Anita Zabludowicz. Courtesy Zabludowicz Collection. Photo: David Bebber

Interview with Anita Zabludowicz

Zabludowicz Collection – London, United Kingdom

What was the first piece of artwork you purchased, and when was this?
The first artwork I ever purchased was a Ben Nicholson painting from 1947. I purchased it at a Sotheby’s auction in 1994. Even after four years of research, I was still so nervous that I actually bid against myself. To this day it is part of our collection in our home - we rearrange all our artworks every year, but this one always stays. It is utterly timeless and works with every hanging we have done.

Why do you collect?
At its heart our collection is a philanthropic endeavor. We buy art because we believe it is essential to society and that all types of creativity need support not just those that reach six-figure sums at an auction. There are many strands to the collection - we have no secret formula by which we buy art but our passion is to find unknown artists who are creating something original.

Does your collection follow a concept or a specific theme?
My collecting style has certainly evolved throughout the years. At the start it was very pure and I concentrated only on photography but soon I got distracted and started looking at video art, painting and sculpture. From this moment on I became interested in conceptual practices. I think about art in all different ways and usually ask myself: Have I ever seen anything like this before? Do I feel moved or excited? Why does this piece fascinate me? Would this be a good addition to the collection? Why is this work so popular with other collectors? These are the questions I ask myself before buying art and which ultimately lead to the development of my collection. Very rarely I instantly fall in love with a piece, simply thinking “This is genius!”.

Who are the artists you are currently following?
I could give you a very long list! We have an exhibition program called “Invites” where we show younger UK-based artists who are not represented by a gallery yet. This way we are giving young artists a chance to set up their first solo show at an early but very important point of their career. Hannah Perry, Heather Phillipson, and Rachel MacLean are some of the artists we have worked with. In England we have some very successful emerging artists such as Matthew Darbyshire, Laura Buckley, Eddie Peake, Haroon Mirza, Ed Atkins and Jack Strange to name some of my favourites. Of course I still continue to follow artists I started out with – Michael Landy, Keith Tyson, Gillian Wearing and others from the 1990s YBA generation. We collect thoughtfully and throughout the years formed friendships with some artists. I work full time in the art world and it obviously affects my private life, too. Everyday artists and their works enriched my life, helping me to see things more broadly.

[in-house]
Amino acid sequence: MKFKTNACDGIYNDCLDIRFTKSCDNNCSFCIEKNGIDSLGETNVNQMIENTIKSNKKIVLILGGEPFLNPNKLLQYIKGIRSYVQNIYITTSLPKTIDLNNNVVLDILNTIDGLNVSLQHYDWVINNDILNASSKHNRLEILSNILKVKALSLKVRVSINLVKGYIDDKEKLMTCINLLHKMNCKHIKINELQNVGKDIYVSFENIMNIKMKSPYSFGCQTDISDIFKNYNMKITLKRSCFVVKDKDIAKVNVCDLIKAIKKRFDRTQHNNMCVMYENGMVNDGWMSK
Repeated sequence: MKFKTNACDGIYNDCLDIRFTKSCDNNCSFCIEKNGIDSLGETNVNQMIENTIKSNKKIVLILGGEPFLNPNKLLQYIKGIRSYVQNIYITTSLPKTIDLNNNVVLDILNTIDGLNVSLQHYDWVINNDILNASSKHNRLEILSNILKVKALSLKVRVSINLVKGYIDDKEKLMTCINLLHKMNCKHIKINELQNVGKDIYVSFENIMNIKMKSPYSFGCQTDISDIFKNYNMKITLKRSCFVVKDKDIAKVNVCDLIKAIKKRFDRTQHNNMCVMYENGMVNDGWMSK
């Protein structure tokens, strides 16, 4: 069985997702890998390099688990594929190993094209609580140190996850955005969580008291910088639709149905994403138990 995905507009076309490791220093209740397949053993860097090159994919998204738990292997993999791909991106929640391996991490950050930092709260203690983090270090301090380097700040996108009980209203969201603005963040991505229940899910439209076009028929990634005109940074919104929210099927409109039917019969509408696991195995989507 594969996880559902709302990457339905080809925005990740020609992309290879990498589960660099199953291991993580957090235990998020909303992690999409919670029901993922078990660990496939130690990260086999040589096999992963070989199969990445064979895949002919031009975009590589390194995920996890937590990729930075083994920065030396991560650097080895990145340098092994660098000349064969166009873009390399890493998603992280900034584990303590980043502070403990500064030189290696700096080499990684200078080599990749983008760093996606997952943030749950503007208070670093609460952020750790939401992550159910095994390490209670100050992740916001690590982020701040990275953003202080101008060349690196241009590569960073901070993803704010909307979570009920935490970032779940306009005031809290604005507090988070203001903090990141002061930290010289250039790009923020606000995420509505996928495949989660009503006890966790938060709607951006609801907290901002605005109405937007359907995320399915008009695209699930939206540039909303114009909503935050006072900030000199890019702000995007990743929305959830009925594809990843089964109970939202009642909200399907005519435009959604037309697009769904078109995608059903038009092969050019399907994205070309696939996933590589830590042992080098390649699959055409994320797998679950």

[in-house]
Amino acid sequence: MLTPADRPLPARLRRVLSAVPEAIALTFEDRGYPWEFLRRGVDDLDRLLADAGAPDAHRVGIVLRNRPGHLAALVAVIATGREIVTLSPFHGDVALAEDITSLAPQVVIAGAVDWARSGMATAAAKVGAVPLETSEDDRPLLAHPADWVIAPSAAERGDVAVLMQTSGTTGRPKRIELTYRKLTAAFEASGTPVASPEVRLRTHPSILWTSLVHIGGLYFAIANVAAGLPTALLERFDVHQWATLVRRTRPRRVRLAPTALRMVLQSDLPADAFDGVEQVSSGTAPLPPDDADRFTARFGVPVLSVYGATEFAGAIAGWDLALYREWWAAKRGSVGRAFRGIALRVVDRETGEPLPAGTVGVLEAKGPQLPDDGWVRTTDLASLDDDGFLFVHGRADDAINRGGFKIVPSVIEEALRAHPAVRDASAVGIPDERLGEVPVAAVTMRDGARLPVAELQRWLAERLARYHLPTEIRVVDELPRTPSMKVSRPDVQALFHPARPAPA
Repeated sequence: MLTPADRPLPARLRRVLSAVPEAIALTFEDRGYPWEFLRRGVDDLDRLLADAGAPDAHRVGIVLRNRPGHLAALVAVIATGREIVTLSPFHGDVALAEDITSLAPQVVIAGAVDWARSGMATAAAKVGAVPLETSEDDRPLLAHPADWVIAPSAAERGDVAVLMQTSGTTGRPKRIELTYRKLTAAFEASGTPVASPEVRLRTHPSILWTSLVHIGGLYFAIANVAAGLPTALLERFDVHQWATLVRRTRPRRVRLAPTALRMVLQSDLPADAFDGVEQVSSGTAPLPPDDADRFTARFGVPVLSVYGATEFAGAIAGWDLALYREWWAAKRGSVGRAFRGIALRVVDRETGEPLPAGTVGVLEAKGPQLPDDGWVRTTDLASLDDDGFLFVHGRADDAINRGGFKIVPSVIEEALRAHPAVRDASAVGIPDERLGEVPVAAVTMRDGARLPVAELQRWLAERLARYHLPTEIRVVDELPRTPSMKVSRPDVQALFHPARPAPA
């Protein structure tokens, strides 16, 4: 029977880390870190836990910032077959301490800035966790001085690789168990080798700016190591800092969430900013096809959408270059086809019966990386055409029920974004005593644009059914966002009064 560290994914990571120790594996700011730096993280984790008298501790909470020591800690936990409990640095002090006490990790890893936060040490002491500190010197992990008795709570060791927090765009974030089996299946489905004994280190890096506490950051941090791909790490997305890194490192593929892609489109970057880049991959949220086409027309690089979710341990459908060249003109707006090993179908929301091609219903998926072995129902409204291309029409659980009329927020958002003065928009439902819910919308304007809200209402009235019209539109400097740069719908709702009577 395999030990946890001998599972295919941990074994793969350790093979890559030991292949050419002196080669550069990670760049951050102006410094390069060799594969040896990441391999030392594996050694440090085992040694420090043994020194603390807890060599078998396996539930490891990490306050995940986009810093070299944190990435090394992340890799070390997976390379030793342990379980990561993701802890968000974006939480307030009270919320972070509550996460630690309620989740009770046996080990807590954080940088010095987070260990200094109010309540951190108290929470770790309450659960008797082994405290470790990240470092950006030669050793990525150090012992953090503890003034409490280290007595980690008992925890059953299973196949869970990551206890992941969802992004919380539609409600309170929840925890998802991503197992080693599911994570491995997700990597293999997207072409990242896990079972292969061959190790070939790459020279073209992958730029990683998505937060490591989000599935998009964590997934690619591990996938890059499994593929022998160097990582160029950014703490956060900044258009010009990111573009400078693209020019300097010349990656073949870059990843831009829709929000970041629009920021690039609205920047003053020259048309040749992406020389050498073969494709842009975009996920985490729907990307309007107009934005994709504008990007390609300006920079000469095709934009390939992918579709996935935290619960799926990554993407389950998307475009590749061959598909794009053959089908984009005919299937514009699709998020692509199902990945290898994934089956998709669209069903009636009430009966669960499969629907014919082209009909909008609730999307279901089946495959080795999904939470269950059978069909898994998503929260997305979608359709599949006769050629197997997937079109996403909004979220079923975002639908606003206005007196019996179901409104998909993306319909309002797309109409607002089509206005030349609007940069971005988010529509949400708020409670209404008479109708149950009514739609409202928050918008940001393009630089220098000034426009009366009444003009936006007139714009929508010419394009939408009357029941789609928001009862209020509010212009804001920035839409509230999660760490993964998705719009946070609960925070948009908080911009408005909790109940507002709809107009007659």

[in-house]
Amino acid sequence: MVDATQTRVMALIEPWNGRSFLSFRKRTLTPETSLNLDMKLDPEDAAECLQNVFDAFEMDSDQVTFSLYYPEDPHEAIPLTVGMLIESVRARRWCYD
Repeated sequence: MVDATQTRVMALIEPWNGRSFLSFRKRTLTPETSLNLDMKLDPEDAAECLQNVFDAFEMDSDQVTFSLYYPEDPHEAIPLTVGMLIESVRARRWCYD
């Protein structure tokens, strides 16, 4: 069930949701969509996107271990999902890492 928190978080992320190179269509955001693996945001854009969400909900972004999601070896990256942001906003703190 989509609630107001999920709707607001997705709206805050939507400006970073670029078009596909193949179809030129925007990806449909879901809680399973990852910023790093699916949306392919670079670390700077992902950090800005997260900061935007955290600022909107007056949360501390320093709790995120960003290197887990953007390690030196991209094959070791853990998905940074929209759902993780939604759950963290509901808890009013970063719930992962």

Why did you decide to make your collection publicly accessible?
I think art needs an audience, especially when artists are still working out what they are trying to do and say. It is then that the most interesting conversations take place between the artist, the work and the people who come to see it.

Which publicly accessible private collection would you recommend visiting?
I always visit the Rubell Family Collection and the de la Cruz Collection in Miami. In London, the David Roberts Art Foundation is a very interesting private art space - although the collection is not always on display.

Read more about Zabludowicz Collection

Anita Zabludowicz. Courtesy Zabludowicz Collection. Photo: David Bebber
Donna Huanca, MELANOCYTES/ETHERIC LAYER, performance view, Zabludowicz Collection, London, 2016. Photo: Thierry Bal
Installation view Jon Rafman, 2015 at Zabludowicz Collection, London. Photo: Thierry Bal
Zabludowicz Collection, London. Photo: Thierry Bal
Installation view: Rachel Maclean, Zabludowicz Collection, London. I’m Terribly Sorry, 2018. Virtual reality installation. Produced in collaboration with Werkflow. Commissioned in partnership with Arsenal Contemporary. Courtesy the artist and Zabludowicz Collection. Photo: David Bebber
Shana Moulton (with Nick Hallett), Whispering Pines 10, 2018 (still). Courtesy the artist & Galerie Gregor Staiger, Zurich⁠
Signe Pierce, VORTEXTUALITY, 2019, Installation View, Zabludowicz Collection, London. Photo: Tim Bowditch

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